The Rajaratnam Verdict and its Impact on Reg FD

After six weeks of testimony in the biggest insider trading trial in US history, the jury found Raj Rajaratnam guilty on all 14 counts against him. The government played dozens of secretly recorded phone conversations. Three of Rajaratnam former friends were brought in to testify. The lawyers for Rajaratnam brought in graphs and charts to document the mosaic theory, explaining that research and public information guided his trades. Rajaratnam is free on bail set at $100 million until his July sentencing. His attorney, John Dowd is appealing the decision. This verdict may have a big impact on Regulation Fair Disclosure. The rule is: "Whenever an issuer, or any person acting on its behalf, discloses any material nonpublic information regarding that issuer or its securities to [certain enumerated persons], the issuer shall make public disclosure of that information... simultaneously, in the case of an intentional disclosure; and... promptly, in the case of a non-intentional disclosure."1 This verdict raises many questions. How much information can companies disclose to analysts and investors? Will the decision today deter insider trading? What kind of clamp does it put on the information flow? In my opinion, there has already been serious pressure on the flow of information, not only from companies but by consultants and expert networks as well. It will be interesting to see how the public companies will try to enforce the flow of information from their employees. For example, if I am an employee of company x, what information am I going to be able to share about company y or z with whom we conduct business? Companies may bear liability in the future for their employee’s breach of fiduciary duty. Will it be easier to prosecute these cases going forward? The SEC has gotten more aggressive in their investigations and their unwillingness to settle cases. The Rajaratnam verdict will strengthen the SEC’s position to prosecute similar cases. However, the SEC needs to add more people, acquire more resources. The SEC is the first to admit that they are understaffed and under financed. 1 – SEC – Selective Disclosure and Insider Trading,  The case is USA v. Raj Rajaratnam et al, case No. 09-01184, U.S. District Court for the Southern District of New York.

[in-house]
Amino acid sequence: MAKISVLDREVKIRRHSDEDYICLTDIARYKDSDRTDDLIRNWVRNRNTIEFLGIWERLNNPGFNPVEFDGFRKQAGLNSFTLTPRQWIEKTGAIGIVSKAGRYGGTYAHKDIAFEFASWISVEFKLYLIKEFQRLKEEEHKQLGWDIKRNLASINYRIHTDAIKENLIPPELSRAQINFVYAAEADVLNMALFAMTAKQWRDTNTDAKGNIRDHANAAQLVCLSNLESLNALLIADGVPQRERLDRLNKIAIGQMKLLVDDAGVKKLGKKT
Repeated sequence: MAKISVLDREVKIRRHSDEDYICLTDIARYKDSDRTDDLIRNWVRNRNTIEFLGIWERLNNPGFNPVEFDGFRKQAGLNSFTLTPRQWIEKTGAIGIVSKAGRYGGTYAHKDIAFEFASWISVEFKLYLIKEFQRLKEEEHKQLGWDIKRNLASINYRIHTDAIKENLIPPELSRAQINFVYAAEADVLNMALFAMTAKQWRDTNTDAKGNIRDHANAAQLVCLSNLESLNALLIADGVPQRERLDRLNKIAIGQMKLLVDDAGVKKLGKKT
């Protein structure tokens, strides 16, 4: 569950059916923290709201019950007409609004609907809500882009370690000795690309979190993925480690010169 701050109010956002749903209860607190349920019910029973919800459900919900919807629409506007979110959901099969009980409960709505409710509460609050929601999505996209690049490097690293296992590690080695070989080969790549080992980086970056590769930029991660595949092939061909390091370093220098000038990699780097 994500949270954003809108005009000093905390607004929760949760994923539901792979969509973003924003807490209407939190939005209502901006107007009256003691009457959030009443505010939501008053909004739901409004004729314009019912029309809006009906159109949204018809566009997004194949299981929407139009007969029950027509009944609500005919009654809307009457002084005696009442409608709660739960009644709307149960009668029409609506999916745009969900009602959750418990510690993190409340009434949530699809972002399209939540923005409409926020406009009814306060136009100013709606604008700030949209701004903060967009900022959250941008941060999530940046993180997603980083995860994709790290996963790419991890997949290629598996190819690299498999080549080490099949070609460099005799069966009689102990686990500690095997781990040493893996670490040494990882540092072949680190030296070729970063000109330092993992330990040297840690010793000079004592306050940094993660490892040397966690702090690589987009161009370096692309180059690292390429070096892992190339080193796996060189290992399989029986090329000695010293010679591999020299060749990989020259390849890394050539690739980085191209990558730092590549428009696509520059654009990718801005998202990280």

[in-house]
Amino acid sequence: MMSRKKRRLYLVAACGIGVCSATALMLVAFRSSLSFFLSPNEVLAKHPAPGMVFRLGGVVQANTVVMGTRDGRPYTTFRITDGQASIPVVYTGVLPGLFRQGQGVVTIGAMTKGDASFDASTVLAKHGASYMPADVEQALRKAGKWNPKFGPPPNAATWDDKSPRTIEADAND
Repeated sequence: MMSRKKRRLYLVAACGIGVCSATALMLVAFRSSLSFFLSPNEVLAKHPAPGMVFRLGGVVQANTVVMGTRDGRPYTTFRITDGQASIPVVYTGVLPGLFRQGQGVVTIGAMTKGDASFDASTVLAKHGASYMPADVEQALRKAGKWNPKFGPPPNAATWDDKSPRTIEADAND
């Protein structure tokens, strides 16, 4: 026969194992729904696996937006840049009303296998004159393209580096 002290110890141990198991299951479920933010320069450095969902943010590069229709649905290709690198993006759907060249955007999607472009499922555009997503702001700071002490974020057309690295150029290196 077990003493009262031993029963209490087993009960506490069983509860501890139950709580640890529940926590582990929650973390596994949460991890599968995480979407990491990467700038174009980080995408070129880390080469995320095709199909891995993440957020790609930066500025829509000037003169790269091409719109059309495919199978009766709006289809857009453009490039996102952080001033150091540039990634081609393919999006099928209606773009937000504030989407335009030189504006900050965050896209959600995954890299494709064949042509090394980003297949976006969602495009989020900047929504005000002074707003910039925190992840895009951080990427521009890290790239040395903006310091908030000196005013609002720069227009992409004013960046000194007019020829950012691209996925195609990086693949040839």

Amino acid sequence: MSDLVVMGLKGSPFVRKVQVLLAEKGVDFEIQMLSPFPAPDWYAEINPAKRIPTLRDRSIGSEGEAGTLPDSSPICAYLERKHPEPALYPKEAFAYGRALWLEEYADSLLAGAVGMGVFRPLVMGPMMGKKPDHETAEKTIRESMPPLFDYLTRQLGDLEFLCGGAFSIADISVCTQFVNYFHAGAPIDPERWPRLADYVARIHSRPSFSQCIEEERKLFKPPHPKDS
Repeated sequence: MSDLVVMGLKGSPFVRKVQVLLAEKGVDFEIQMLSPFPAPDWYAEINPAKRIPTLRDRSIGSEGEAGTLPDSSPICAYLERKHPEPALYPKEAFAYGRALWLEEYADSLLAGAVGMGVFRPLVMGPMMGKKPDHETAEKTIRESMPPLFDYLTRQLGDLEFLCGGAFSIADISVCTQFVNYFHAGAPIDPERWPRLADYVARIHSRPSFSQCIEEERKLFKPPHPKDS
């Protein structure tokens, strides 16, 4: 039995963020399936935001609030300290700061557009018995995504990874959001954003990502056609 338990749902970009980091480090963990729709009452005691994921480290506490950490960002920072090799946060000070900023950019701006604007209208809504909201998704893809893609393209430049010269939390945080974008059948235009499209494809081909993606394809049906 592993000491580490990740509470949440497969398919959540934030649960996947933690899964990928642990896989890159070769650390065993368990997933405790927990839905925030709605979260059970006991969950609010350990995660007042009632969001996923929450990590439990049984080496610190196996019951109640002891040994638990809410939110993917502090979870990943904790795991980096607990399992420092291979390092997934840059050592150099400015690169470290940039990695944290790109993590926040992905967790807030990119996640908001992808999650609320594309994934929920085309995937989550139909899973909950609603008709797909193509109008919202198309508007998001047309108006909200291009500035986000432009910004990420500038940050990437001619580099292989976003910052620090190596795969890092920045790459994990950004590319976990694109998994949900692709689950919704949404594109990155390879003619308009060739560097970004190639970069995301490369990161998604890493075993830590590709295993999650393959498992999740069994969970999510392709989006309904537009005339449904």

Cheryl Spratt